When TeX expands
\the\count0, it sees that the thing to be printed is the contents of a
\count register, therefore it looks for a 〈number〉 after
\count (the number of the
\count register to be printed). This “looking for” process consists in expanding all tokens from the input stream until finding an unexpandable token that doesn't fit in the grammar for a 〈number〉 given in the TeXbook p. 269. A 〈space token〉 always ends this process and becomes part of the 〈number〉 (it is gobbled by the 〈number〉 scanning process), but no more than one—see Grammar complements below. A
\relax token also ends the process but doesn't become part of the 〈number〉, so TeX will use it for further processing of the input stream.
Note: in many cases,
\relax does nothing, but in some cases, it may end particular processes of TeX (looking for
\omit at the beginning or end of an
\valign] row [resp. column]).
So, when you write
\the\count0 \the\count1, the first
\the applies to
\count0 because the space following
0 ends a 〈number〉.
\the\count0 (with ending space) always expands to the contents of count register 0 and adds no spurious space to the input or horizontal list.
\the\count1 prints... something that depends on what follows the
1. If more digits follow (possibly after expanding macros), the number of the register to be printed can be larger than 1. With a single quote following the
1 as in your example, the 〈number〉 is terminated and the contents of count register 1 is printed. When you can't be sure about what follows (macros not under your control), terminate the 〈number〉 with a space token; it will be gobbled.
\relax is a popular alternative and always finishes a 〈number〉, but as pointed out in the above note, it then remains in the input stream, which may have undesirable consequences in some particular cases (see towards the end of this answer).
When you write
\the\count0\the\count1', things are different for the first
\the\count, because after
0, TeX is still expanding tokens looking for the next digits of the 〈number〉 that started with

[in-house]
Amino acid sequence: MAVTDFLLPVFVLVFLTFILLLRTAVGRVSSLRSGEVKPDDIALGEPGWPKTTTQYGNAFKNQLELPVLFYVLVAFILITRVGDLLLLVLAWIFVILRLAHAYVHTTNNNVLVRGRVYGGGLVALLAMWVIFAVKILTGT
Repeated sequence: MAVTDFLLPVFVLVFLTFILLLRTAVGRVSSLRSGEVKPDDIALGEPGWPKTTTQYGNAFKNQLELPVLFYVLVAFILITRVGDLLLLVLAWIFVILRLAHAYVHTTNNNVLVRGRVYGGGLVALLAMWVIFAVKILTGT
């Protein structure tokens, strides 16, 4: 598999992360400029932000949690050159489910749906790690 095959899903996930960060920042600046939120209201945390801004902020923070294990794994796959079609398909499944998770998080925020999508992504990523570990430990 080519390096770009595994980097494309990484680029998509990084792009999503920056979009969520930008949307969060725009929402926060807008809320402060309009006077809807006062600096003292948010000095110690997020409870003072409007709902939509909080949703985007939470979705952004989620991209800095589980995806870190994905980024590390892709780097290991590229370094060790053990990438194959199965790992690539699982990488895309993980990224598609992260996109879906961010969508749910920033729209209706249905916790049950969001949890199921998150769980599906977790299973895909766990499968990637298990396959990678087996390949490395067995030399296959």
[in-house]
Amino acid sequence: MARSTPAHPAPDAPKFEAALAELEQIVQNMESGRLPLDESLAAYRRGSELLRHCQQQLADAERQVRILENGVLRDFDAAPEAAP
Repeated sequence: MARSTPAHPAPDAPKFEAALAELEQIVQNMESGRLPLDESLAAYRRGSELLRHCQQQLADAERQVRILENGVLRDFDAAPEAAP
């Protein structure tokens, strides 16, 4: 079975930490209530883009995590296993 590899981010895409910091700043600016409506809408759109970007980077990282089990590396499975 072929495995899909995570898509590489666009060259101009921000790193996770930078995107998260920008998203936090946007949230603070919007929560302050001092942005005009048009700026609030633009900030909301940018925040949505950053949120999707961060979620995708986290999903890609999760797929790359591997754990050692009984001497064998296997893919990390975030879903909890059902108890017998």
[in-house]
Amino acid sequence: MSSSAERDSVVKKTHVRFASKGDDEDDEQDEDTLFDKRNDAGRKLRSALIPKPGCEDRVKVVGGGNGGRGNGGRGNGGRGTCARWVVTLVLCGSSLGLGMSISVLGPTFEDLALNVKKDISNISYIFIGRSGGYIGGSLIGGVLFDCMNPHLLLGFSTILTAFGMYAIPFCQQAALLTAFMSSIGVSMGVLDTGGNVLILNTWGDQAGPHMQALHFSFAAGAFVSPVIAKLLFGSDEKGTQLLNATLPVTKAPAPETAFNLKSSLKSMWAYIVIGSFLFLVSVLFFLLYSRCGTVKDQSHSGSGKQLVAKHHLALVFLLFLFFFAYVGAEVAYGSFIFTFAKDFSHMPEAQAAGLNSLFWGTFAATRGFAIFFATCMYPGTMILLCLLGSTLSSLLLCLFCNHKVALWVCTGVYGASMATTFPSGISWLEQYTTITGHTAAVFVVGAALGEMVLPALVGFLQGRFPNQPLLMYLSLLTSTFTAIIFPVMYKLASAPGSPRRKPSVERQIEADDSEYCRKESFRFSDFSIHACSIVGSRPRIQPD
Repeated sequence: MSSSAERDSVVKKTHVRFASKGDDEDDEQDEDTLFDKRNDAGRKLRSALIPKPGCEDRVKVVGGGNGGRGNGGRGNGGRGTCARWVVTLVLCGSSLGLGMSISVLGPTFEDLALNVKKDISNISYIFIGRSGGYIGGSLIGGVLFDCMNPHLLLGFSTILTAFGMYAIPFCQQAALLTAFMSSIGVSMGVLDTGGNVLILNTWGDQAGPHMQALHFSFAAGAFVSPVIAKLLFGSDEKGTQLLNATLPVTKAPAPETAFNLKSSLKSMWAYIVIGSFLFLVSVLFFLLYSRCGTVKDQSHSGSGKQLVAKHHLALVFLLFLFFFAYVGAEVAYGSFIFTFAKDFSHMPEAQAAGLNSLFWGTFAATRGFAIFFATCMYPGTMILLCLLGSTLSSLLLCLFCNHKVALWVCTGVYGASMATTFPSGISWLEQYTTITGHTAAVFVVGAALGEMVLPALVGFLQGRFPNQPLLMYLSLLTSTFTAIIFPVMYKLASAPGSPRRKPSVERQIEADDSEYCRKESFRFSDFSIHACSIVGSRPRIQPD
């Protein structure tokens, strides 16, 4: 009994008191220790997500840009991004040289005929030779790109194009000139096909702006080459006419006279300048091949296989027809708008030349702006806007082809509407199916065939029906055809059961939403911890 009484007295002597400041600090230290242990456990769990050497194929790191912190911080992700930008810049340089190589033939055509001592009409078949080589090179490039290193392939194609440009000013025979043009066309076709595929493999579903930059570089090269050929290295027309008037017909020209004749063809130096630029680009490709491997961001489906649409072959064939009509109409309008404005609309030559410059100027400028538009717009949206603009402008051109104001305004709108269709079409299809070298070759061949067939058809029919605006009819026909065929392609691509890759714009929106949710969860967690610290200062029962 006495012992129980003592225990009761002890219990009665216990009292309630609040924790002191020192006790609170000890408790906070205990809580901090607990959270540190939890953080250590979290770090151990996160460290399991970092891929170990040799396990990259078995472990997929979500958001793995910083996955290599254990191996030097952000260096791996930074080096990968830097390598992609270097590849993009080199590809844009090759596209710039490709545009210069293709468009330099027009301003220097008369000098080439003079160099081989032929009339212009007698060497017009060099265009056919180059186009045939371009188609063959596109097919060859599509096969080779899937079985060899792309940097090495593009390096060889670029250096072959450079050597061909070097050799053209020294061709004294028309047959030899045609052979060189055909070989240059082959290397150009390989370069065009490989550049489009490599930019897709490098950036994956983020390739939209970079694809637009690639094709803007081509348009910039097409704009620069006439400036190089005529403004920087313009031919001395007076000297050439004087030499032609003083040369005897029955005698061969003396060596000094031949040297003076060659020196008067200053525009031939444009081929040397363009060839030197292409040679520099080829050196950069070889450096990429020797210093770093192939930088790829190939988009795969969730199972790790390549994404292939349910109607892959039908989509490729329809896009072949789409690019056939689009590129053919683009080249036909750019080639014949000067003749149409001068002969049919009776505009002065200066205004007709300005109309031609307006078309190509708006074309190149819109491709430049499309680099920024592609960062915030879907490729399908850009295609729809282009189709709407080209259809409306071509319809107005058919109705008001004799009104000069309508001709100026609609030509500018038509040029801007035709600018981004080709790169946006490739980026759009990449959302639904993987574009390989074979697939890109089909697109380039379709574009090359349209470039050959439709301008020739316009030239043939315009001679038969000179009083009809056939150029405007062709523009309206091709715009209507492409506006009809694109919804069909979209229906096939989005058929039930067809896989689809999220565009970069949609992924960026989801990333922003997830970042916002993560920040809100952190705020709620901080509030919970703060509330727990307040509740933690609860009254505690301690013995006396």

\the is always expandable, it is expanded.
\the\count1 expands to
34 in your example; as a consequence, this
34 becomes part of the first 〈number〉, which is
034, i.e. decimal 34 since the 〈number〉 didn't start with a single or double quote that would indicate octal or hexadecimal notation. Thus, in your example:
(with no space inside) prints the contents of count register 34 followed by an apostrophe, which you can verify by setting for instance
\count34=77 (followed by a space token or by
\relax) earlier in your document. Of course, in normal operation, you shouldn't write to
\count registers without first making sure that they aren't already used for something else (see “scratch registers”).
After unrolling the first grammar production rules for 〈number〉 (see TeXbook p. 269; these allow for optional plus, minus signs and spaces at the beginning of a 〈number〉, as well as coercion of an 〈internal dimen〉 or 〈internal glue〉 into a 〈number〉), you'll arrive at the production rules for a 〈normal integer〉:
〈normal integer〉 → 〈internal integer〉
| 〈integer constant〉〈one optional space〉
| '〈octal constant〉〈one optional space〉
| "〈hexadecimal constant〉〈one optional space〉
| `〈character token〉〈one optional space〉
` are character tokens of category code 12 (“other”), 〈one optional space〉 is defined by:
〈one optional space〉 → 〈space token〉 | 〈empty〉
and 〈integer constant〉 matches any non-empty sequence of decimal digits with category code 12. The production rule
〈normal integer〉 → 〈integer constant〉〈one optional space〉
(one of those for 〈normal integer〉) is used for all 〈number〉s of your example, and the 〈space token〉 is the one we mentioned above, that becomes part of the 〈number〉 when present (but only one).